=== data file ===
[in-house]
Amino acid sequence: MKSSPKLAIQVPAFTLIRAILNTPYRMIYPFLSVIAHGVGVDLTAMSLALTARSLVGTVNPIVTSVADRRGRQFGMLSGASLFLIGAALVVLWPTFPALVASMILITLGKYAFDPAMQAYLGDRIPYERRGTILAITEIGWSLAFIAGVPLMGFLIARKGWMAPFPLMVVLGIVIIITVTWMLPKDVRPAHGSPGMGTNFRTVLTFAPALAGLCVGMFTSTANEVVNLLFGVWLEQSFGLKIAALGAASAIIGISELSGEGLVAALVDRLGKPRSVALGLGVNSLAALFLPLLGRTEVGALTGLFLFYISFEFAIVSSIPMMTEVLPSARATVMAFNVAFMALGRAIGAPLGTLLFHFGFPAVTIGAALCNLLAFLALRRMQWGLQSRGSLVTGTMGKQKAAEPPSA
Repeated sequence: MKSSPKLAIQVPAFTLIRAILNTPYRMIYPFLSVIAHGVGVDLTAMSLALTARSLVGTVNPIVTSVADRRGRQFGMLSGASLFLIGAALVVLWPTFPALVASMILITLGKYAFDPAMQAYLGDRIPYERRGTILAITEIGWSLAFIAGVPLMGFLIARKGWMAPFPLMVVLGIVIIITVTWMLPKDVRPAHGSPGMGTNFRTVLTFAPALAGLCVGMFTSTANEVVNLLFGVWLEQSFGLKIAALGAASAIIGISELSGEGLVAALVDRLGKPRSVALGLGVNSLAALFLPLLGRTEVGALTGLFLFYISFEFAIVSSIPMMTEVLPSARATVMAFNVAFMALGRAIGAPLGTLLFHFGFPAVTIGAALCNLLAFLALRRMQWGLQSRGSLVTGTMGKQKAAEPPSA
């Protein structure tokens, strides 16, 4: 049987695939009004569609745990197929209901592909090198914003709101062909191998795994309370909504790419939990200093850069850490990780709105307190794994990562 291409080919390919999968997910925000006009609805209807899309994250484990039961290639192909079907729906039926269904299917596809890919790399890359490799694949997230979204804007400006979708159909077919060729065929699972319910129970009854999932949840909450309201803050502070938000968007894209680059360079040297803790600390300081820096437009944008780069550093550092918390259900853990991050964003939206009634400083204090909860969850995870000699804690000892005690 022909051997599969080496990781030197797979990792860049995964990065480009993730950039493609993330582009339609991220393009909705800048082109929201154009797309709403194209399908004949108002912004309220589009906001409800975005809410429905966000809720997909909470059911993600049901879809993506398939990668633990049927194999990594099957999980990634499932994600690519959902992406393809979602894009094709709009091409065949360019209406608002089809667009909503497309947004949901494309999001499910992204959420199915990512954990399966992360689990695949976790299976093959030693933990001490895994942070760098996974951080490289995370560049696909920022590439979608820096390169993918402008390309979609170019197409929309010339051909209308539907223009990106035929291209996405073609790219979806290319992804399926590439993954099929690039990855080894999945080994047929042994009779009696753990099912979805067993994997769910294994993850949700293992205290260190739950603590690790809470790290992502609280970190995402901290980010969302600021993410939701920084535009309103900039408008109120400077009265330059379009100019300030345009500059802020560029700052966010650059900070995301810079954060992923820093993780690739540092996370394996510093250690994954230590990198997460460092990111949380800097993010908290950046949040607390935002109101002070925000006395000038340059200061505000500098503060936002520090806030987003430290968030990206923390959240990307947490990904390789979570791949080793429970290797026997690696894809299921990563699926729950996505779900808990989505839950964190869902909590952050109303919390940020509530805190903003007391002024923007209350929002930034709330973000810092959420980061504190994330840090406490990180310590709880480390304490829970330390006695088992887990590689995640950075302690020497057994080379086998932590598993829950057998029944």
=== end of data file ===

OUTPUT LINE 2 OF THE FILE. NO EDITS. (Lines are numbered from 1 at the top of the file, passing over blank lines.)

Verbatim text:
Amino acid sequence: MKSSPKLAIQVPAFTLIRAILNTPYRMIYPFLSVIAHGVGVDLTAMSLALTARSLVGTVNPIVTSVADRRGRQFGMLSGASLFLIGAALVVLWPTFPALVASMILITLGKYAFDPAMQAYLGDRIPYERRGTILAITEIGWSLAFIAGVPLMGFLIARKGWMAPFPLMVVLGIVIIITVTWMLPKDVRPAHGSPGMGTNFRTVLTFAPALAGLCVGMFTSTANEVVNLLFGVWLEQSFGLKIAALGAASAIIGISELSGEGLVAALVDRLGKPRSVALGLGVNSLAALFLPLLGRTEVGALTGLFLFYISFEFAIVSSIPMMTEVLPSARATVMAFNVAFMALGRAIGAPLGTLLFHFGFPAVTIGAALCNLLAFLALRRMQWGLQSRGSLVTGTMGKQKAAEPPSA